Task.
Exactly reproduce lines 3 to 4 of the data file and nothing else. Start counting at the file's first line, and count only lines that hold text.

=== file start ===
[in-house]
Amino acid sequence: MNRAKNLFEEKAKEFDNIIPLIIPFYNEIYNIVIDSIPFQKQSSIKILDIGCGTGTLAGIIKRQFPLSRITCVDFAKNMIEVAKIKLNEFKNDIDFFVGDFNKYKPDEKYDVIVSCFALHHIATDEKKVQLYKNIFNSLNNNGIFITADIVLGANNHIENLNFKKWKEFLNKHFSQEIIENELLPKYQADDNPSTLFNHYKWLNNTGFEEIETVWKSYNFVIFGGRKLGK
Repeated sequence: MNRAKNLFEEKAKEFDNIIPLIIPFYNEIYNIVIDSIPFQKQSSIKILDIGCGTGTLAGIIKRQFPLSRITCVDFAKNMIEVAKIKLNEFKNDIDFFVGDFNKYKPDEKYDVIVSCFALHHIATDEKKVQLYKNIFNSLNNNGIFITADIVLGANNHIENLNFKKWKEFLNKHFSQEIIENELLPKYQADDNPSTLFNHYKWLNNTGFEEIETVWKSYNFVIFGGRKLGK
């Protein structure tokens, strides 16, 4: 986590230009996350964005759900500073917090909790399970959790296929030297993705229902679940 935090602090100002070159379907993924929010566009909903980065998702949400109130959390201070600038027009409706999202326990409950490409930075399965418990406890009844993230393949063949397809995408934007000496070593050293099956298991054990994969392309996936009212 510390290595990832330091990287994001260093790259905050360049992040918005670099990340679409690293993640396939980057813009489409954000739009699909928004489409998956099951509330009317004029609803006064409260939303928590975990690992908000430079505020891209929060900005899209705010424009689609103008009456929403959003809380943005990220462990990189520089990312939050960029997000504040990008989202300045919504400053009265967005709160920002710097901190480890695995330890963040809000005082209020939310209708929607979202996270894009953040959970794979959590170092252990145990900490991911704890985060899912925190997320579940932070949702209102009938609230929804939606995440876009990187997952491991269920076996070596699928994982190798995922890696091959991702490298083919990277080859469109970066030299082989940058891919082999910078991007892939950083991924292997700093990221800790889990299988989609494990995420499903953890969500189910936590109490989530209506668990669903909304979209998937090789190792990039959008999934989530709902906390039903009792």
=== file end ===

Repeated sequence: MNRAKNLFEEKAKEFDNIIPLIIPFYNEIYNIVIDSIPFQKQSSIKILDIGCGTGTLAGIIKRQFPLSRITCVDFAKNMIEVAKIKLNEFKNDIDFFVGDFNKYKPDEKYDVIVSCFALHHIATDEKKVQLYKNIFNSLNNNGIFITADIVLGANNHIENLNFKKWKEFLNKHFSQEIIENELLPKYQADDNPSTLFNHYKWLNNTGFEEIETVWKSYNFVIFGGRKLGK
């Protein structure tokens, strides 16, 4: 986590230009996350964005759900500073917090909790399970959790296929030297993705229902679940 935090602090100002070159379907993924929010566009909903980065998702949400109130959390201070600038027009409706999202326990409950490409930075399965418990406890009844993230393949063949397809995408934007000496070593050293099956298991054990994969392309996936009212 510390290595990832330091990287994001260093790259905050360049992040918005670099990340679409690293993640396939980057813009489409954000739009699909928004489409998956099951509330009317004029609803006064409260939303928590975990690992908000430079505020891209929060900005899209705010424009689609103008009456929403959003809380943005990220462990990189520089990312939050960029997000504040990008989202300045919504400053009265967005709160920002710097901190480890695995330890963040809000005082209020939310209708929607979202996270894009953040959970794979959590170092252990145990900490991911704890985060899912925190997320579940932070949702209102009938609230929804939606995440876009990187997952491991269920076996070596699928994982190798995922890696091959991702490298083919990277080859469109970066030299082989940058891919082999910078991007892939950083991924292997700093990221800790889990299988989609494990995420499903953890969500189910936590109490989530209506668990669903909304979209998937090789190792990039959008999934989530709902906390039903009792």